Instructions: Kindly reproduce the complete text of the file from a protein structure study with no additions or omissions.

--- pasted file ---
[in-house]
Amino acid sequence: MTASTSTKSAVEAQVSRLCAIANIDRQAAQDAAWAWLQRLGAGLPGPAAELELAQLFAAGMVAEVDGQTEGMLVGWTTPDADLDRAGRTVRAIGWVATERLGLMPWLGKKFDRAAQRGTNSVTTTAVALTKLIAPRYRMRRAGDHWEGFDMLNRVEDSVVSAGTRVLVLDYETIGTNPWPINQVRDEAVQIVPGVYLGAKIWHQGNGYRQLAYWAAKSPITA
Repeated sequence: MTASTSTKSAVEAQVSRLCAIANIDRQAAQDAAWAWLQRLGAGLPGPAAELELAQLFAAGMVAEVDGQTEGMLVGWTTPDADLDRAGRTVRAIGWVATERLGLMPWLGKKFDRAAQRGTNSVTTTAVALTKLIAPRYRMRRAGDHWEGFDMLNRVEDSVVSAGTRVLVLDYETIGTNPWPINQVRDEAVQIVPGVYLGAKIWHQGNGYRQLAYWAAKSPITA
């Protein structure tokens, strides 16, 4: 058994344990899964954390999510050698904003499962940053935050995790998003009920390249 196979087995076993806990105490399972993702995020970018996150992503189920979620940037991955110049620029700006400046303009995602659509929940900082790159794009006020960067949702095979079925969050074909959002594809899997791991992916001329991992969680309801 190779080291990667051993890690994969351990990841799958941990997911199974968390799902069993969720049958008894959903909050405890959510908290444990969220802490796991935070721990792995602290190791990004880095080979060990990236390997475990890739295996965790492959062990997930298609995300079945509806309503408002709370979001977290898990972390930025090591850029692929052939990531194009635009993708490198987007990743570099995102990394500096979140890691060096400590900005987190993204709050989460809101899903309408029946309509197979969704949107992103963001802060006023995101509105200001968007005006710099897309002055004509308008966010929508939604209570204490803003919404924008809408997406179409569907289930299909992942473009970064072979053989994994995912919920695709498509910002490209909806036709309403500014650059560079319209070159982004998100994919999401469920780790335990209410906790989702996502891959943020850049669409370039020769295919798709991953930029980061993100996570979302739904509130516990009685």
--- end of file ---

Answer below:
[in-house]
Amino acid sequence: MTASTSTKSAVEAQVSRLCAIANIDRQAAQDAAWAWLQRLGAGLPGPAAELELAQLFAAGMVAEVDGQTEGMLVGWTTPDADLDRAGRTVRAIGWVATERLGLMPWLGKKFDRAAQRGTNSVTTTAVALTKLIAPRYRMRRAGDHWEGFDMLNRVEDSVVSAGTRVLVLDYETIGTNPWPINQVRDEAVQIVPGVYLGAKIWHQGNGYRQLAYWAAKSPITA
Repeated sequence: MTASTSTKSAVEAQVSRLCAIANIDRQAAQDAAWAWLQRLGAGLPGPAAELELAQLFAAGMVAEVDGQTEGMLVGWTTPDADLDRAGRTVRAIGWVATERLGLMPWLGKKFDRAAQRGTNSVTTTAVALTKLIAPRYRMRRAGDHWEGFDMLNRVEDSVVSAGTRVLVLDYETIGTNPWPINQVRDEAVQIVPGVYLGAKIWHQGNGYRQLAYWAAKSPITA
């Protein structure tokens, strides 16, 4: 058994344990899964954390999510050698904003499962940053935050995790998003009920390249 196979087995076993806990105490399972993702995020970018996150992503189920979620940037991955110049620029700006400046303009995602659509929940900082790159794009006020960067949702095979079925969050074909959002594809899997791991992916001329991992969680309801 190779080291990667051993890690994969351990990841799958941990997911199974968390799902069993969720049958008894959903909050405890959510908290444990969220802490796991935070721990792995602290190791990004880095080979060990990236390997475990890739295996965790492959062990997930298609995300079945509806309503408002709370979001977290898990972390930025090591850029692929052939990531194009635009993708490198987007990743570099995102990394500096979140890691060096400590900005987190993204709050989460809101899903309408029946309509197979969704949107992103963001802060006023995101509105200001968007005006710099897309002055004509308008966010929508939604209570204490803003919404924008809408997406179409569907289930299909992942473009970064072979053989994994995912919920695709498509910002490209909806036709309403500014650059560079319209070159982004998100994919999401469920780790335990209410906790989702996502891959943020850049669409370039020769295919798709991953930029980061993100996570979302739904509130516990009685």